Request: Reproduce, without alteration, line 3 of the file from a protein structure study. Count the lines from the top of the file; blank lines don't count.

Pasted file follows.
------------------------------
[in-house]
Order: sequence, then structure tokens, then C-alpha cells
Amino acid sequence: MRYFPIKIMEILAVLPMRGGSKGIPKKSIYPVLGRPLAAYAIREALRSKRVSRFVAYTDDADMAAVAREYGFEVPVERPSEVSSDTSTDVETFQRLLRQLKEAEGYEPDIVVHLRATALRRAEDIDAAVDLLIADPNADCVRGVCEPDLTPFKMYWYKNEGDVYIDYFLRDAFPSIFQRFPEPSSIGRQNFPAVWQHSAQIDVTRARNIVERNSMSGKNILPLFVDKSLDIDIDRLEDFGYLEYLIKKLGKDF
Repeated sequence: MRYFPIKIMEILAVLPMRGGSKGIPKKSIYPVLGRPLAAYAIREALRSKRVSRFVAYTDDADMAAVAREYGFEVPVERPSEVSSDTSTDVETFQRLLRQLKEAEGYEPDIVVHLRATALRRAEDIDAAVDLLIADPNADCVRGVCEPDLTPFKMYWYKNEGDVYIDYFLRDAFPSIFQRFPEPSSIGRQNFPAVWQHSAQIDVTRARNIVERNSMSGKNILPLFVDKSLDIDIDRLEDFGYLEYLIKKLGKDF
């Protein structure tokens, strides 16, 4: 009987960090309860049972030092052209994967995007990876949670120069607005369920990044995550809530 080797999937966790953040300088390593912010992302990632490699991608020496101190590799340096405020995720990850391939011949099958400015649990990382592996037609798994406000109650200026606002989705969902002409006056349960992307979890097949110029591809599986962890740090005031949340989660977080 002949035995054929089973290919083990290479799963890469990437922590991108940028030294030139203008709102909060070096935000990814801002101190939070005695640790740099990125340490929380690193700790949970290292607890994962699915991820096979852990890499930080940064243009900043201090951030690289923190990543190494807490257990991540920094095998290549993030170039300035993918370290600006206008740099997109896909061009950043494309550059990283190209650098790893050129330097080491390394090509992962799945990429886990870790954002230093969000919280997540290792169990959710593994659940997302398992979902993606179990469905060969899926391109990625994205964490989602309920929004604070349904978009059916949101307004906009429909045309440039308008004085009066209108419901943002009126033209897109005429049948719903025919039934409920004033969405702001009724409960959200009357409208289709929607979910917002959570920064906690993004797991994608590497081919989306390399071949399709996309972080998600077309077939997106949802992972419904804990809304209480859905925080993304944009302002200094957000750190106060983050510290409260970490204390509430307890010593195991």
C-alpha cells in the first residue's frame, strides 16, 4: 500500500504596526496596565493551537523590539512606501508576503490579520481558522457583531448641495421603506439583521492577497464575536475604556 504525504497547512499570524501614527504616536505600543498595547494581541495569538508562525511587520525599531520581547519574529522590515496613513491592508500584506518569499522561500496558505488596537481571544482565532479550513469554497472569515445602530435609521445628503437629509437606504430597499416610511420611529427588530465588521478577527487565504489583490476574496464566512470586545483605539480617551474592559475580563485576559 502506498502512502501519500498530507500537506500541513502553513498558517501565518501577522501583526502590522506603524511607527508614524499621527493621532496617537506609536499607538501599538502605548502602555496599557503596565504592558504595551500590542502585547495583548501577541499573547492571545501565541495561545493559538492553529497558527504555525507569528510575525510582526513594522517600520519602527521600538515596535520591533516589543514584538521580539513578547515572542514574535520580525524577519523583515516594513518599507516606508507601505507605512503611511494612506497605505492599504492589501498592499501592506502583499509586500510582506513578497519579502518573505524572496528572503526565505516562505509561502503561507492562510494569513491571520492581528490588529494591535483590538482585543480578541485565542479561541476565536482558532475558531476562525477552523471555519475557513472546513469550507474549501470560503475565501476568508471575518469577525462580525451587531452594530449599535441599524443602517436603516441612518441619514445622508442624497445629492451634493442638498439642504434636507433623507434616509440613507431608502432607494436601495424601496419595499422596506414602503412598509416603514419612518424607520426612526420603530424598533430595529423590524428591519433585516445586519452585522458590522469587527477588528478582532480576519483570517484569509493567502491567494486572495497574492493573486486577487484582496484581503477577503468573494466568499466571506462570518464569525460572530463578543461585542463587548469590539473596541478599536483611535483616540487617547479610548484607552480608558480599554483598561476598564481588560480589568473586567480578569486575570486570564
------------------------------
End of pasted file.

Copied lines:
Amino acid sequence: MRYFPIKIMEILAVLPMRGGSKGIPKKSIYPVLGRPLAAYAIREALRSKRVSRFVAYTDDADMAAVAREYGFEVPVERPSEVSSDTSTDVETFQRLLRQLKEAEGYEPDIVVHLRATALRRAEDIDAAVDLLIADPNADCVRGVCEPDLTPFKMYWYKNEGDVYIDYFLRDAFPSIFQRFPEPSSIGRQNFPAVWQHSAQIDVTRARNIVERNSMSGKNILPLFVDKSLDIDIDRLEDFGYLEYLIKKLGKDF